For me, feminism was an enticing religion. Raised in a home devoid of faith, I eagerly accepted its philosophy as my ticket to salvation.
Any ideology can function as religion when you grant it enough power.
Social justice theory also taught me about microaggressions. Rarely did I go a day without interpreting what someone said as such, as a personal affront to myself or one of the 7 marginalized identities that feminist social-justice Tumblr gifted me.
I snorted a little at this.
The advent of conservative speakers being de-platformed or harassed by screaming social justice warriors is a logical consequence of an ideology that equates conservative opinions with physical violence.
Except that it’s not only conservative speakers being de-platformed. (And even if it was, I would still think that’s wrong.) The greatest vitriol has been leveled against other liberals who don’t pass ideological purity tests.

(Reblogged from, ironically, Tumblr)

Sunday, May 29, 2016

Identifying out of womanhood

Helen Lewis in the New Statesman:
Because we have smudged together the categories of “transsexual” and “transgender”, is every youngster who questions their gender – and, frankly, every youngster should, because gender is restrictive bollocks – getting the message that they must bind their breasts or tuck their penis? I wince when I read oh-so-liberal parents explaining that they knew their toddler son was a girl when he wore pink and played with Barbies. Is there really anything so wrong with being a boy who wants to dress up as Elsa from Frozen? Or a girl who would rather be outside getting muddy than wear skirts and be “ladylike”? Toys and children’s clothes are becoming more gendered: when I was young, we played with Lego – not “Lego” and “Lego for Girls”. As we have shrunk the boxes, is it any wonder that more and more children want to escape from them?
For those of us over forty, this trend -- and I don't say this to discredit anyone who feels their gender differs from their assigned sex, but it is a trend in the sense that there has been a measurable increase in girls calling themselves non-binary -- looks a lot like identifying out of womanhood. Particularly for those of us who now find ourselves fitting the "non-binary" category, which didn't exist in the 70s, 80s, and 90s, and instead turned to feminism to validate those feelings of being "not girl enough." Until I read this, I didn't even know Lego made a "Lego for Girls" lest the original Lego require testosterone. And it's frustrating because to even talk about these things is subscribing to a kind of bigotry.  Rather than expanding what it means to be a man or a woman, we're just creating more boxes.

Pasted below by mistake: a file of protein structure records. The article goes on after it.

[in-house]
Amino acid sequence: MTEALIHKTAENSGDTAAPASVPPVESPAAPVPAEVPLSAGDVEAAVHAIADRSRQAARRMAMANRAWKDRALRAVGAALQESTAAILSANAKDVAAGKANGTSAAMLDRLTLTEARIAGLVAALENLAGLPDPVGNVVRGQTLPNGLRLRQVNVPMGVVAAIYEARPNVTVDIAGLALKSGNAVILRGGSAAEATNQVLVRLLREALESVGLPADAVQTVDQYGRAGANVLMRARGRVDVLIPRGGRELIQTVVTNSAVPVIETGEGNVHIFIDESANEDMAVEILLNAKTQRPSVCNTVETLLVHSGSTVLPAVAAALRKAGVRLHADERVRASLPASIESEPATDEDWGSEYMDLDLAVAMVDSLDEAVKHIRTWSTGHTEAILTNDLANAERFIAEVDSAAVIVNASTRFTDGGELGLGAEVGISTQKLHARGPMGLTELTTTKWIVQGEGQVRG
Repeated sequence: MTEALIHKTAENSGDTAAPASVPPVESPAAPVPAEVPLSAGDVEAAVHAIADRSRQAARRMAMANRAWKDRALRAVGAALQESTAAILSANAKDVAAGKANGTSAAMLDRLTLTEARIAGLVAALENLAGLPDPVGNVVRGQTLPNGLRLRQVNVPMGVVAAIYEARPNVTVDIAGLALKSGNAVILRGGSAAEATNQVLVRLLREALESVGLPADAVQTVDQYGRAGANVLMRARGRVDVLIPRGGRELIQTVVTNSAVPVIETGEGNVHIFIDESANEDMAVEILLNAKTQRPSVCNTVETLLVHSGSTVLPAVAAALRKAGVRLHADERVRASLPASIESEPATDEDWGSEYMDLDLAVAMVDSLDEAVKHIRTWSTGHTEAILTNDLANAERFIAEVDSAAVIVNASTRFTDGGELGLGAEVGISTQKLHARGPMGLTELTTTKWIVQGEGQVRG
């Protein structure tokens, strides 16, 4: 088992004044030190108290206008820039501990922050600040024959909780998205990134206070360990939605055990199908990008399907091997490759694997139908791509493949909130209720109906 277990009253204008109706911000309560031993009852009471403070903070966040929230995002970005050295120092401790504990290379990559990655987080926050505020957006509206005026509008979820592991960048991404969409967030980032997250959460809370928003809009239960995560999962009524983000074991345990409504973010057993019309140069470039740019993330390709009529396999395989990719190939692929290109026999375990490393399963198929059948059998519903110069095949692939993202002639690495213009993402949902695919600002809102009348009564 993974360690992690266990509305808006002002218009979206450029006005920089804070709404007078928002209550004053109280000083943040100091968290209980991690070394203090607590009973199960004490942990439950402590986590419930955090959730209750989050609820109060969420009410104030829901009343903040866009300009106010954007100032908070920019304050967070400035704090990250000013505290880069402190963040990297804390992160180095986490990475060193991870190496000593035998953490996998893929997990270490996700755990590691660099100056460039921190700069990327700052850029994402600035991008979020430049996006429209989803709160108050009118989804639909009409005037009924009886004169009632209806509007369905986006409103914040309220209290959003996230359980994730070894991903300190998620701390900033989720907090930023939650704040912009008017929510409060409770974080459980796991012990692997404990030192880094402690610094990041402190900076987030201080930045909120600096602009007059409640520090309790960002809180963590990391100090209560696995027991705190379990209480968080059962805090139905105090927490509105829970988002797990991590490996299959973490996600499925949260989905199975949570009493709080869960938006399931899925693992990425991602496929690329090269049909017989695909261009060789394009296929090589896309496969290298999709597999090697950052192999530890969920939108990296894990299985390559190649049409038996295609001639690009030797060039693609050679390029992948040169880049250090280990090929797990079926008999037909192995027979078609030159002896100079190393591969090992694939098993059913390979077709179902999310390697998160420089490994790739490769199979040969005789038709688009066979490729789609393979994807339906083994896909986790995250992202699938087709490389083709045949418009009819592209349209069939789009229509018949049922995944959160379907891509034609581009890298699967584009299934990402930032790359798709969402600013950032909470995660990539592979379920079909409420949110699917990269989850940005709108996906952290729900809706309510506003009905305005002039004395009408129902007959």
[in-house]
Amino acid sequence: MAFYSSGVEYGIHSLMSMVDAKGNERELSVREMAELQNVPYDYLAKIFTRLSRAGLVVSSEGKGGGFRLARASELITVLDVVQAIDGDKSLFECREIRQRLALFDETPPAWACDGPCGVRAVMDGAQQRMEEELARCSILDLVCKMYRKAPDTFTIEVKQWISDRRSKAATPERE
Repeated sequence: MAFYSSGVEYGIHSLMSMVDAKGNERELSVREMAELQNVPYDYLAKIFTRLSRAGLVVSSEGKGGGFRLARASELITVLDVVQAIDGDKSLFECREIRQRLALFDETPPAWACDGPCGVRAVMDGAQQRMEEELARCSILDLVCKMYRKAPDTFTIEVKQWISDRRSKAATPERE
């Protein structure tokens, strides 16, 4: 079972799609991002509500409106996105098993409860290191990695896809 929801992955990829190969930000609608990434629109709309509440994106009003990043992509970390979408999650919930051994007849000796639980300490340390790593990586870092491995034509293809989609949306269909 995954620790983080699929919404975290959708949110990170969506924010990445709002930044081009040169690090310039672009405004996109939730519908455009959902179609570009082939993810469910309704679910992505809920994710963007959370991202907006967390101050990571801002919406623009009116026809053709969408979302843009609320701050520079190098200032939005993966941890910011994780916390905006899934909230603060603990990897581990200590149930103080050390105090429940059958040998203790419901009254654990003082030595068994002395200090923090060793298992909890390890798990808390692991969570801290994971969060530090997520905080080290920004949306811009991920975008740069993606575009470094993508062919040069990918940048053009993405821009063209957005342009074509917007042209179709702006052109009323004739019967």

Thursday, May 26, 2016

The New Yorker on coddle culture; campus activism

The New Yorker has a lengthy feature on the current state of campus activism, particularly at liberal arts colleges. (The focus is on Oberlin, which is sort of ground zero for this kind of thing.) The whole thing is worth losing an afternoon for  but there are a few points I need to make:
Whatever job they’re doing, they appear to do it diligently. “In class, sometimes I say, ‘Is your identity a kind of knowledge?’ ” James O’Leary, an assistant professor of musicology at the Oberlin Conservatory, told me. “The answer, for forever, has been no.” But his current students often vigorously disagree. In the post-Foucaultian tradition, it’s thought to be impossible to isolate accepted “knowledge” from power structures, and sometimes that principle is turned backward, to link personal discomfort with larger abuses of power. “Students believe that their gender, their ethnicity, their race, whatever, gives them a sort of privileged knowledge—a community-based knowledge—that other groups don’t have,” O’Leary went on. The trouble comes when their perspectives clash.